But it’s never perfect.

Related Article: Agile Teams – The Weakest Link

I think we’ve all realized that there will always be constraints. You might not have a particular skill-set in-house or enough testers to go around. I think our job as leaders is to wisely distribute the skills we do have in a fair and balanced way across a set of teams. We should make this process as transparent as possible to our teams. And, if we have discovered gaps, we need to share our intentions and plans to fill those over time.

One way to handle these short-term gaps is splitting or sharing folks across teams. While not optimal, sometimes it’s all we can do.

Oh and, ASK the teams for feedback.

Oh and one more thing. I always suggest vetting your proposed organization alignment and team structures with your team members. They’ll ask questions, provide feedback, and even raise issues that you never thought of. It will help you better align your initial stab at teams.

But beyond that, it will increase the understanding of the teams as to your “design choices” and help to create buy-in when you roll out your teams.

Distributed Teams – Good?

Let’s make one thing perfectly clear – distributed teams are hard. They’re out of the “sweet spot” of Agile team construction, that is: co-located and cross-functional teams.

Does that mean you can’t make Agile approaches work in distributed teams? Of course not. But it does mean that you should adjust your thinking when it comes to setting up the teams. Here is my baseline guidance:

  • As often as possible, keep teams entirely together. Even if that means you have to make some skill-set, budget, or strategic compromises.
  • If you do have to distribute a team, try to do it intelligently. For example, try to keep the developers together in the same place…or the testers. So they can have a modicum of teamwork.
  • Invest sufficiently in tooling that will foster collaboration. For example, development tools, Agile tools, video conferencing, interactive sites, etc. Let your team(s) explore and define their needs and simply respond to their requests.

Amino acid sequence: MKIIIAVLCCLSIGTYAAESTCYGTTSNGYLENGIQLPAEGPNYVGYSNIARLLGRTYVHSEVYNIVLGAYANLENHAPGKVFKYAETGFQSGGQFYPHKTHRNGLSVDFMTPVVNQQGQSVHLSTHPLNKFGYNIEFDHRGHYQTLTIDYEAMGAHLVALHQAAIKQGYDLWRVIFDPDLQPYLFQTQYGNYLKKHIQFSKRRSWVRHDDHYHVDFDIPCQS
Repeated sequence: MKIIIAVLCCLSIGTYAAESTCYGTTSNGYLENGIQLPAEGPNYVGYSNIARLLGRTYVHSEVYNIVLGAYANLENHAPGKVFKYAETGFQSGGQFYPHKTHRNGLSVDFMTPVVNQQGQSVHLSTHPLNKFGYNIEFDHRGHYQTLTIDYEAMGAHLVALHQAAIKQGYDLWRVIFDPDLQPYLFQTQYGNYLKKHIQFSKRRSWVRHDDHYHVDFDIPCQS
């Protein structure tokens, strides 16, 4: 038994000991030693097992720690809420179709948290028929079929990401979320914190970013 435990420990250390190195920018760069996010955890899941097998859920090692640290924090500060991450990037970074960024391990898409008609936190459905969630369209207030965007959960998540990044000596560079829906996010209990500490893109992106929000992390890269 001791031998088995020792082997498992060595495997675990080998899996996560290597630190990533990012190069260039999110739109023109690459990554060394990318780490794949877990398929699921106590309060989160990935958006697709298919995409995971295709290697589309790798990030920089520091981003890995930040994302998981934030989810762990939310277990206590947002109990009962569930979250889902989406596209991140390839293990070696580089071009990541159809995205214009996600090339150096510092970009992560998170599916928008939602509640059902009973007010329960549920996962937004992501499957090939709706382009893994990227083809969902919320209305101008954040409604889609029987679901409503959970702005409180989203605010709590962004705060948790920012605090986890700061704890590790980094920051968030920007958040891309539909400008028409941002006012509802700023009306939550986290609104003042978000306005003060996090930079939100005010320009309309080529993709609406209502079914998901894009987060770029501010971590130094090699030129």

• It’s actually quite hard to have a Scrum Master or Product Owner who is separated from their team. If you must do this, consider asking someone on the team to serve as a local liaison for the remote person to connect to.
  • Invest in getting the entire team together at the beginning of the project (charter / initiation). Do some training, team building, and run the first sprint as a localized team. This will pay huge dividends longer term.
  • Make sure you allocate sufficient funding for frequent team member travel to/from your different sites.

And I think most importantly, coach your teams to really invest in solid Agile teamwork and collaboration practices no matter the distance. For example, the team needs to commit to daily stand-ups, backlog refinement, and sprint planning AS A TEAM no matter how challenging the time and/or cultural differences.

And one final point, you’ll get your best results with co-located, self-directed, cross-functional Agile teams. So whenever possible, consolidate your distributed organization towards this goal. In other words, be relentless about moving your teams closer together over time.

Part-Time Team Membership – Good?

I often get asked “Can you have part-time team members on a solid Agile team?” I think the correct answer is…it depends, but I try to avoid the situation as much as possible.

If, for example, everyone on a given team were at 50% availability, then I’d say it’s a terrible idea. We’d clearly need some team members to be fully engaged and focused on the tasks at hand.

But if you asked me whether we could have a part-time performance testing person on a team? I might say yes. Or whether a part-time technical writer can be on a team? Again, it might make sense.